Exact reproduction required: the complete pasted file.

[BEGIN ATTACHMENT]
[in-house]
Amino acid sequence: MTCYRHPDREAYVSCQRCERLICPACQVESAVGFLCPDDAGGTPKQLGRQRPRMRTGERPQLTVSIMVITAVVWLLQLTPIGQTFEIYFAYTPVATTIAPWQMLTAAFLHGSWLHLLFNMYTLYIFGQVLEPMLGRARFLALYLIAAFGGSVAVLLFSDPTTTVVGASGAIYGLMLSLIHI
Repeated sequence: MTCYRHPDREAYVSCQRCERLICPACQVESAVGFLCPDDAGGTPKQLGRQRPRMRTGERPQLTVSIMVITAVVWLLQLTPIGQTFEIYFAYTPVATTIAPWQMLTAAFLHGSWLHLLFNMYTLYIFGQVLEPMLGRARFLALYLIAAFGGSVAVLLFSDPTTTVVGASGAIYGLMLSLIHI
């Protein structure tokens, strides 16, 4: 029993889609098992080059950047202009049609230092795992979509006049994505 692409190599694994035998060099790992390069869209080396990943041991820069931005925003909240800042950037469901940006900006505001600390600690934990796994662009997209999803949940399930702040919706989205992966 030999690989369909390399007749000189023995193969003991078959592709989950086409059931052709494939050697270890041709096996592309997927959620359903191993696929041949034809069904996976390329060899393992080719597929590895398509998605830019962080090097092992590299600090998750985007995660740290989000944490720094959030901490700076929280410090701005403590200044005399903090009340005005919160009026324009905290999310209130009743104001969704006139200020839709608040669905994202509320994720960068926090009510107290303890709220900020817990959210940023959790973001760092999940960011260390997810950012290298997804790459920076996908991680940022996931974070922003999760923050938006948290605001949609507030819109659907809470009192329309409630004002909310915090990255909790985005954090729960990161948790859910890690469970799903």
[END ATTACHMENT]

[in-house]
Amino acid sequence: MTCYRHPDREAYVSCQRCERLICPACQVESAVGFLCPDDAGGTPKQLGRQRPRMRTGERPQLTVSIMVITAVVWLLQLTPIGQTFEIYFAYTPVATTIAPWQMLTAAFLHGSWLHLLFNMYTLYIFGQVLEPMLGRARFLALYLIAAFGGSVAVLLFSDPTTTVVGASGAIYGLMLSLIHI
Repeated sequence: MTCYRHPDREAYVSCQRCERLICPACQVESAVGFLCPDDAGGTPKQLGRQRPRMRTGERPQLTVSIMVITAVVWLLQLTPIGQTFEIYFAYTPVATTIAPWQMLTAAFLHGSWLHLLFNMYTLYIFGQVLEPMLGRARFLALYLIAAFGGSVAVLLFSDPTTTVVGASGAIYGLMLSLIHI
């Protein structure tokens, strides 16, 4: 029993889609098992080059950047202009049609230092795992979509006049994505 692409190599694994035998060099790992390069869209080396990943041991820069931005925003909240800042950037469901940006900006505001600390600690934990796994662009997209999803949940399930702040919706989205992966 030999690989369909390399007749000189023995193969003991078959592709989950086409059931052709494939050697270890041709096996592309997927959620359903191993696929041949034809069904996976390329060899393992080719597929590895398509998605830019962080090097092992590299600090998750985007995660740290989000944490720094959030901490700076929280410090701005403590200044005399903090009340005005919160009026324009905290999310209130009743104001969704006139200020839709608040669905994202509320994720960068926090009510107290303890709220900020817990959210940023959790973001760092999940960011260390997810950012290298997804790459920076996908991680940022996931974070922003999760923050938006948290605001949609507030819109659907809470009192329309409630004002909310915090990255909790985005954090729960990161948790859910890690469970799903």